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Volunteers work to restore botanical area

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The Eight Dollar Mountain Botanical Area in the Illinois Valley — home to rare plants such as the carnivorous California pitcher plant — is a fragile ecosystem that has suffered from an increase in the number of people visiting the area.

While the botanical area is welcoming to foot traffic, illegal motor vehicles are becoming a big issue. Cars drive into the area to reach secluded camping spots and get closer to the Illinois River.

“That’s why we are here,” says KS Wild community organizer Allee Gustafson. “To protect this place by installing botanical area signs to let people know that this is a protected botanical area and to please keep your vehicles off.”

In addition to the signs, camouflaging the roads with natural materials is another way to discourage motorists from driving in the area. Volunteers have used boulders, dried branches and logs to cover up tire tracks buried in the grass.

Volunteer Linda Pace, who has been working with KS Wild for two years, says, “Keeping people from driving on these very fragile areas is a big part of this particular project. Just moving the natural materials into areas so that we don’t have to create man-made barriers, because man-made barriers tend to attract resistance.”

As traffic in the area has increased, litter has been on the rise. Throughout the botanical area, beer cans and cigarette butts litter the grounds.

This year KS Wild volunteers and U.S. Forest Service employees dispersed throughout the area to pick up litter, restore and paint a welcome sign and place new signs around the roads and trails.

KS Wild, an environmental organization committed to protecting and restoring nature in the Klamath-Siskiyou region of southwest Oregon, has hosted volunteer stewardship events in partnership with the Forest Service at the Eight Dollar Mountain Botanical Area for four years.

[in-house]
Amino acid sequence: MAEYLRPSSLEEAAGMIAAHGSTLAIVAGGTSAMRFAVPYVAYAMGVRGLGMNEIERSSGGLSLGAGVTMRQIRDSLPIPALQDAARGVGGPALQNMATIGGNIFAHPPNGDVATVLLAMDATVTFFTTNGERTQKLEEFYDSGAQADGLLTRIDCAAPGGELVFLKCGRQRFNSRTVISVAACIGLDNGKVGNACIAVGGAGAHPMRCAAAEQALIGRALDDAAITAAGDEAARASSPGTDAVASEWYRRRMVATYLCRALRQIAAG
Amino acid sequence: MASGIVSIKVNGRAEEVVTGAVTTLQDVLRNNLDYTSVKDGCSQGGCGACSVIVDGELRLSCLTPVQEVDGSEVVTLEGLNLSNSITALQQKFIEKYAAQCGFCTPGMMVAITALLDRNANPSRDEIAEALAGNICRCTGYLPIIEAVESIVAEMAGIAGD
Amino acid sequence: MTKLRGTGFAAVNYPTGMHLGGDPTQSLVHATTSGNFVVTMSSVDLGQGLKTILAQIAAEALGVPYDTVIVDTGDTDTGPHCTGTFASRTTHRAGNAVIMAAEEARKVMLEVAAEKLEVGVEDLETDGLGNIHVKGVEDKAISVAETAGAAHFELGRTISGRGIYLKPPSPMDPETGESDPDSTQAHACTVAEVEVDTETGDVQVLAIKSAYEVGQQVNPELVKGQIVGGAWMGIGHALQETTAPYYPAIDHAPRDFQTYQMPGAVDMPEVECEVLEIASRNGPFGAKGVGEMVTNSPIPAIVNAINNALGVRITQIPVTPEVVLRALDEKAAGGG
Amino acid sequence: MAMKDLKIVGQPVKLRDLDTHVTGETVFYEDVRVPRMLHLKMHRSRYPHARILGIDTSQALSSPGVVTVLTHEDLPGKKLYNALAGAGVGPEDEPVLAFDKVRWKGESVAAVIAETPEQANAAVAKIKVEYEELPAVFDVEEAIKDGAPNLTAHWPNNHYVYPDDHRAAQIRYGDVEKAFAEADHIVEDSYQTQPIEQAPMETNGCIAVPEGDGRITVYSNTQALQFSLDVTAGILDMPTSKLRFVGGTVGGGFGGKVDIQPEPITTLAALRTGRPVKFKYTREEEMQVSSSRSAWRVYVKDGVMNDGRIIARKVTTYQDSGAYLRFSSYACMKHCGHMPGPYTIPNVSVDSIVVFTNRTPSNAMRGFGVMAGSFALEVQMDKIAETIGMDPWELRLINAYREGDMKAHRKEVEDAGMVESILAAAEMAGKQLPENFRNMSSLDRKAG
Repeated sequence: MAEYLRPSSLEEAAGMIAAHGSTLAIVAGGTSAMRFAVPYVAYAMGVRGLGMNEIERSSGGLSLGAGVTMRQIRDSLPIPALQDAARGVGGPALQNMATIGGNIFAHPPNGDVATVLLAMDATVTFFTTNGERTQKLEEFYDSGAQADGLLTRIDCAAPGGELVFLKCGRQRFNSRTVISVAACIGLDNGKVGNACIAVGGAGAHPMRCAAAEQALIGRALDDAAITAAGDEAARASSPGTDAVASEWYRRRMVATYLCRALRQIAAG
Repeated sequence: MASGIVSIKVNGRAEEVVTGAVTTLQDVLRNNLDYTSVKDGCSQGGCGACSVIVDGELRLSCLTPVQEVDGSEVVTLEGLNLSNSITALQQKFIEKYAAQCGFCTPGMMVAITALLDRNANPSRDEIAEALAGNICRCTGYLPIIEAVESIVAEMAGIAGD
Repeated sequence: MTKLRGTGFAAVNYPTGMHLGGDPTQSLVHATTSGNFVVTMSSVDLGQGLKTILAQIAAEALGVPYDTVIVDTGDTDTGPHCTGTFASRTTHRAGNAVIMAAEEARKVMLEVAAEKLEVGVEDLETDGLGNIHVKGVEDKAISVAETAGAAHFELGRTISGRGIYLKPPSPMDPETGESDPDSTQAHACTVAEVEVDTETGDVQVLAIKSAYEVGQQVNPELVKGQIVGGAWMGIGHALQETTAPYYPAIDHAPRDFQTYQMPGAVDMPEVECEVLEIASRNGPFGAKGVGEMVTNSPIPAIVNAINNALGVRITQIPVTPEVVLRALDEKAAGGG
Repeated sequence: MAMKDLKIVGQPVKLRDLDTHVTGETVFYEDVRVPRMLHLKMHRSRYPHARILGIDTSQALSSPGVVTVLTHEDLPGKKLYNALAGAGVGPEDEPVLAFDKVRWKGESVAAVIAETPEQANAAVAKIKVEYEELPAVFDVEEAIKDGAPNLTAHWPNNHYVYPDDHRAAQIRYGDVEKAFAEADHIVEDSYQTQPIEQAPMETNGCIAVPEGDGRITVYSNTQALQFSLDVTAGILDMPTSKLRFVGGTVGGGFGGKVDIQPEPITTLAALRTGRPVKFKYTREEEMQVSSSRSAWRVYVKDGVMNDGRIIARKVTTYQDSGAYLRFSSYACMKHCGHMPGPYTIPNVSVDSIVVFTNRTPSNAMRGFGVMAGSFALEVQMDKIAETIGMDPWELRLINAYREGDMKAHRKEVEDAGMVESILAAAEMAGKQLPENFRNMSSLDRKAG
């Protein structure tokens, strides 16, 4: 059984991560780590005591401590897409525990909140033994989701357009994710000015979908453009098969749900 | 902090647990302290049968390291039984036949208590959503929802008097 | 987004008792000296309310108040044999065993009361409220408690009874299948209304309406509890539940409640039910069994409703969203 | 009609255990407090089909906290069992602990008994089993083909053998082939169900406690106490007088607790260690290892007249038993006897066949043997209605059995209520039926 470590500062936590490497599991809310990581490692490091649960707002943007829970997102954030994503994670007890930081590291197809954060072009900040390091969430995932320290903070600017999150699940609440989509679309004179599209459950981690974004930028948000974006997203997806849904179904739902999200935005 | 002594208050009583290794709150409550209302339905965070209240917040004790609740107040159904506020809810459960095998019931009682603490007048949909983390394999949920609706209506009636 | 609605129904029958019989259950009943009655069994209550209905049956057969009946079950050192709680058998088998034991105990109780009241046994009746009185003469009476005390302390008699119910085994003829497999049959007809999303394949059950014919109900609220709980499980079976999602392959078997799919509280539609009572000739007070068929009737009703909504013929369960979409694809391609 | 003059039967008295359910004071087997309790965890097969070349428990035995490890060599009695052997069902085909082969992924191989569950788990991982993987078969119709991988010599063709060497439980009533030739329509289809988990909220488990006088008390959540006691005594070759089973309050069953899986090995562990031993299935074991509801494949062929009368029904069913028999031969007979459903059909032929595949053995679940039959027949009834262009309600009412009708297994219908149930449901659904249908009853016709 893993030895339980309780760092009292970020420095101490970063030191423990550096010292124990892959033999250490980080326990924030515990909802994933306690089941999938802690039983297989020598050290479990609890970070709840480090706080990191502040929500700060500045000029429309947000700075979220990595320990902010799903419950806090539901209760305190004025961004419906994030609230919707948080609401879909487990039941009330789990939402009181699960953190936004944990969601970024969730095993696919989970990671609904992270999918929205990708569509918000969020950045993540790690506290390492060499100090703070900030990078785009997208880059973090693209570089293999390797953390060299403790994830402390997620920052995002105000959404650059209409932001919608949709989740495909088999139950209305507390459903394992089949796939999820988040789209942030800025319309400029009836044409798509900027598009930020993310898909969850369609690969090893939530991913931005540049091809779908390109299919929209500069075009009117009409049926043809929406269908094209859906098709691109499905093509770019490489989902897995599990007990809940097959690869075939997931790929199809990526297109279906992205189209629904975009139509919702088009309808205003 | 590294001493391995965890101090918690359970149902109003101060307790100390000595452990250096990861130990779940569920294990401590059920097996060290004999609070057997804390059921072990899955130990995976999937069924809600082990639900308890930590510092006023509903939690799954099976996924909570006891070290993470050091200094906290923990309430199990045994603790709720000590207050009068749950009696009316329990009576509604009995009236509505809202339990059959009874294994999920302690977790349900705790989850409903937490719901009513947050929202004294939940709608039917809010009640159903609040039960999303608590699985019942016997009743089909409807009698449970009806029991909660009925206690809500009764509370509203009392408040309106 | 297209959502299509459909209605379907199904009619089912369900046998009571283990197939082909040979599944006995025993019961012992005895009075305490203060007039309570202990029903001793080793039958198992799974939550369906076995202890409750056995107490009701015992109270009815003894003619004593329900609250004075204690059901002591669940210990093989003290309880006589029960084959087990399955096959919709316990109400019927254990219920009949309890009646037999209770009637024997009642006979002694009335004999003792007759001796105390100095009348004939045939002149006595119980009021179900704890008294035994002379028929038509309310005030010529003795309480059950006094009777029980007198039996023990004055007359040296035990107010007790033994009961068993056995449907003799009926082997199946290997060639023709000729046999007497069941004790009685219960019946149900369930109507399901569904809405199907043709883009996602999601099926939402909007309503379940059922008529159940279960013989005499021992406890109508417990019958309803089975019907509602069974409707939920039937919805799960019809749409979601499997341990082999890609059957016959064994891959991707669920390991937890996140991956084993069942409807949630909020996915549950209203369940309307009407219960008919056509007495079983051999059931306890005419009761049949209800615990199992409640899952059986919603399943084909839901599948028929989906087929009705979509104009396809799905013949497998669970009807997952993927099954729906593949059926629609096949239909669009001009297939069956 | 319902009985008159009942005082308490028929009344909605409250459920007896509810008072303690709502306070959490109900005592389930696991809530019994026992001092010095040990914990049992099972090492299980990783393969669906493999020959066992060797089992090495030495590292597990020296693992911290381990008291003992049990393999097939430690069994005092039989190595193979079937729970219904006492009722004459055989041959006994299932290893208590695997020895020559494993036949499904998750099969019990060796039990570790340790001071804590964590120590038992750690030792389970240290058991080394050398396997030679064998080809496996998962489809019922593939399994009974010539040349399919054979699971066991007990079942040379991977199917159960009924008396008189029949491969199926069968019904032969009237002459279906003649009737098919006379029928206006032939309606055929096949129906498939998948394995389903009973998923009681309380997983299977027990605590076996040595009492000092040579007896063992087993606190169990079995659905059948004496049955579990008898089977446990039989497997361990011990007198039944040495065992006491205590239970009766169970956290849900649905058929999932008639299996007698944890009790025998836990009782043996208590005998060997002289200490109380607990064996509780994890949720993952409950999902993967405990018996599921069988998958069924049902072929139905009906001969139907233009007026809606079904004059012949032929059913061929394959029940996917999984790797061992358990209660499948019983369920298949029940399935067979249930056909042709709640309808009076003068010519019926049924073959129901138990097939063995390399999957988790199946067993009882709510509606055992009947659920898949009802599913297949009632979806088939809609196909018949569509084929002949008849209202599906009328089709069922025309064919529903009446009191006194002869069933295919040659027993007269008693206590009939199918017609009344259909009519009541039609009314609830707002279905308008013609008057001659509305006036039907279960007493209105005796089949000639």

Brian White, a recreation staff officer for the Rogue River-Siskiyou National Forest, says the stewardship event is something he looks forward to every year. “It’s almost like coming to a family event. The public, the Forest Service and Klamath-Siskiyou Wildlands Center all benefit from this cooperative arrangement, so I’m really proud to be a part of it.”

Over the past four years, volunteers have helped the area heal from man-made damage. “It just lifts my heart to see the plants and to come out here. We’ve nurtured some tiny Ponderosa’s and some Jeffrey pines,” says Pace.

To help protect the work of the volunteers, White says, local law enforcement will be on the lookout for illegal motor vehicles. If they are caught driving on protected land, drivers could receive a hefty fine.

Volunteer Christie Nelson, a repeat volunteer at the Eight Dollar Mountain Botanical Area, said she is excited about the impact they are having.

“We’re making progress and protecting some of the more delicate flower areas, so it’s been very rewarding.”

Savannah Blake/Mail Tribune - Volunteers introduce themselves at an Eight Dollar Mountain Botanical Area stewardship event hosted by KS Wild.
Savannah Blake/Mail Tribune - Volunteers Howard Erbe, left, and Ray Holladay learn how to photo monitor botanical signs in the Eight Dollar Mountain Botanical Area from KS Wild community organizer Allee Gustafson.
Savannah Blake/Mail Tribune - Volunteer Ray Holladay looks over a photo mapping sheet that he needs to fill out while working out at the Eight Dollar Mountain Botanical Area.
Savannah Blake/Mail Tribune - Allee Gustafson of KS Wild uses her cellphone to photo map the location of a botanical area sign.
Savannah Blake/Mail Tribune - Ray Holladay picks up trash along a trail in the Eight Dollar Mountain Botanical Area. While the road is closed to vehicles, many cars still travel througjh the botanical area, leaving trash and damaging the land.
Savannah Blake/Mail Tribune - Trash litters a trail in the Eight Dollar Mountain Botanical Area.
Savannah Blake/Mail Tribune - KS Wild volunteers walk along a portion of the Eight Dollar Mountain Botanical Area.
Savannah Blake/Mail Tribune - Volunteer Mike Nelson saws off a piece of wood to place on the welcome sign at the beginning of the Eight Dollar Mountain Botanical Area.
Savannah Blake/Mail Tribune - Recreation Staff Officer Brian White drills in a piece of wood onto the welcome sign at the beginning of the Eight Dollar Mountain Botanical Area trail.
Savannah Blake/Mail Tribune - Several no motor vehicle signs sit in the back of Brian White's truck to be posted around the Eight Dollar Mountain Botanical Area.
Savannah Blake/Mail Tribune - Recreation Staff Officer Brian White helps KS Wild volunteers place a no vehicles sign on a section of the Eight Dollar Mountain Botanical Area trail.